This week, America makes another shift in her political landscape as we inaugurate the 46th President of the United States. And the rhetoric has been heated for quite some time over this one. And while I don't want to turn this blog into a political debate, we, as Christians, need to talk about American politics. Specifically, we need to talk about the intersection of American politics and our Christianity.
Because what inevitably happens, and what we've been seeing again, is that Christians start coming out of the woodwork to encourage one another to "pray for America." We have to be praying for America, they say. America has lost her way. America needs to be a nation that turns back to God. And so on and so forth. And of course, in this particular political climate, American Christians have become extremely closely connected with their political candidate or persuasion of choice.
There is, right now, a giant backlash against the American church, and the Christian faith in general, because of the proudly-professed Christian beliefs entangled with the just-as-proudly-professed politics of those believers. And quite honestly, we just need to stop it.
That's right. We need to stop it.
It's not biblical. (And thus, it's not Christian.)
There's a lot to say on this mess that we have gotten ourselves into, but let's start here: by and large when we issue a call to 'pray for America,' we aren't doing so in the way that the Bible tells us to pray for our nation.
There is, most certainly, a biblical mandate to pray for our nation. God says clearly to pray for our leaders, that they would have the wisdom and the moral character to make righteous decisions on behalf of their people, that they would govern justly and well. God says to submit ourselves to the authorities of our nations, for He has put them into place. And God says to pray for the peace and prosperity of the nation where we live, for their peace and prosperity is our peace and prosperity. Yes, my friends, we are supposed to pray for our country.
But the calls that we see coming out, and the times when we see them coming, indicate that what we're doing is not really praying for our country; we're praying against our country.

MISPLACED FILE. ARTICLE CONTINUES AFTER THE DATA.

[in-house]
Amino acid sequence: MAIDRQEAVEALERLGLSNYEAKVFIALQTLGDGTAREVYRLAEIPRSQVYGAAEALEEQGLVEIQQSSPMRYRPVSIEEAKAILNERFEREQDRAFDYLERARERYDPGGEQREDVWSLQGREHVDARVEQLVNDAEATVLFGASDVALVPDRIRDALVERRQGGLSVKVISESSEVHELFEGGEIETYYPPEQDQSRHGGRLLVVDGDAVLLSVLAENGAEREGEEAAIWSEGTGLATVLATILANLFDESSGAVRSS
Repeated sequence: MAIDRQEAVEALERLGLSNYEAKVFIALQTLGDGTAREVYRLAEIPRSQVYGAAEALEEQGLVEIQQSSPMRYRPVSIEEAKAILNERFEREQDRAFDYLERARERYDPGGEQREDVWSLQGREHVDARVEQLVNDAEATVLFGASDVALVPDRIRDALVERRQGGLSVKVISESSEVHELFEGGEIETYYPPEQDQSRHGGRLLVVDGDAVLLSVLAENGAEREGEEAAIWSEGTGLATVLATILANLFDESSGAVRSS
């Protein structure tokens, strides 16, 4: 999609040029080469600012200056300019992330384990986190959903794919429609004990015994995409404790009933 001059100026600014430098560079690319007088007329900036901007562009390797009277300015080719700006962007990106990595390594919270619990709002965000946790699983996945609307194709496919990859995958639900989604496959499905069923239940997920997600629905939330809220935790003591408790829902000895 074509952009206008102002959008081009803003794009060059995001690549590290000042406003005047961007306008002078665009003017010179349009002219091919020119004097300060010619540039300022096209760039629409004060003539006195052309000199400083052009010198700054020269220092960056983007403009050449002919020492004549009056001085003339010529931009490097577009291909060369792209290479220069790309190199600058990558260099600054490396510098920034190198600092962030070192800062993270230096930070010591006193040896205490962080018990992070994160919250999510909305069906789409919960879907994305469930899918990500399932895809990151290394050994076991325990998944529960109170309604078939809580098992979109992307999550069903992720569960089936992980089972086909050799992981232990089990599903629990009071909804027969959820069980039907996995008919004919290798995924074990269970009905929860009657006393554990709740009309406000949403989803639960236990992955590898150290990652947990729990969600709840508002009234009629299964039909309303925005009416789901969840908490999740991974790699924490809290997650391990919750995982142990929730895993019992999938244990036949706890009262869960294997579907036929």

We're being called by other Christians to pray against our leaders as illegitimate, to pray for some sort of change in the winds that would undo what the election has done and put 'better' choices into power for us. Because we didn't vote for the guy, and we don't like him. We're being called by other Christians to pray against the decisions that our leaders are making. Because they aren't the decisions we would make, and we don't agree with them. We're being called by other Christians to pray against things going well for us because we want, for some reason, America to feel the full weight of her sinfulness in electing the guy we don't agree with, who is inevitably going to do things we don't agree with, in order that they might know that we were right all along.
That's what we're really praying for. We're praying for America, and her leaders, to completely collapse and fail so that our friends, families, and neighbors will for some reason come to the conclusion that we were right and they were wrong. We think that this is the way to get them to vote differently next time, or...I don't even know what we're thinking.
The point is that all these calls we see to "Pray for America" often encourage us to do exactly the opposite. They encourage us to pray against America because she doesn't look the way that we think that she should look.
Then, we call it righteous because, hey, we're praying. But this is not the prayer that God has called us to. This is not how Christians are supposed to live in the lands where God has placed them.
Today, we remember a man named Dr. Martin Luther King, Jr. He was a pastor, a man of deep faith, and he took the hard road toward the America that he wanted to see. He embodied the way that we are supposed to live as citizens of a foreign land (and all land is foreign to us this side of eternity). He fought against the things that he saw were broken in our society, but he did so with eyes - and prayer - toward what America could be. He always had a vision for where we were going and how we were going to get there. He prayed for things like reconciliation and justice, not vindication and justification. He prayed not that he would be found to be right, but that America would be found righteous by embracing the call to something higher. King never once prayed for a change in America that he wasn't willing to make himself, that he wasn't willing to put his own life on the line for. And he never once prayed for America, even in her broken state, to fail; he didn't believe her failure was necessary for her to choose a better way. He believed the Christian witness, the real Christian witness, was enough to call America to something better. And he didn't use politics to do it. He didn't waste his breath campaigning for or against anyone; he spent his life fighting for and with his brothers and sisters, his neighbors.
That's what we have to do. We simply cannot be a people praying against America. It's not what God has called us to. We have to be a people praying for our country, with a vision for who we can be and who we can become. Not wasting our time campaigning for the politician of our choice, but waging war in the streets against all the things we find broken here - waging war with and for our brothers and sisters, our neighbors.
We'll continue this discussion tomorrow.
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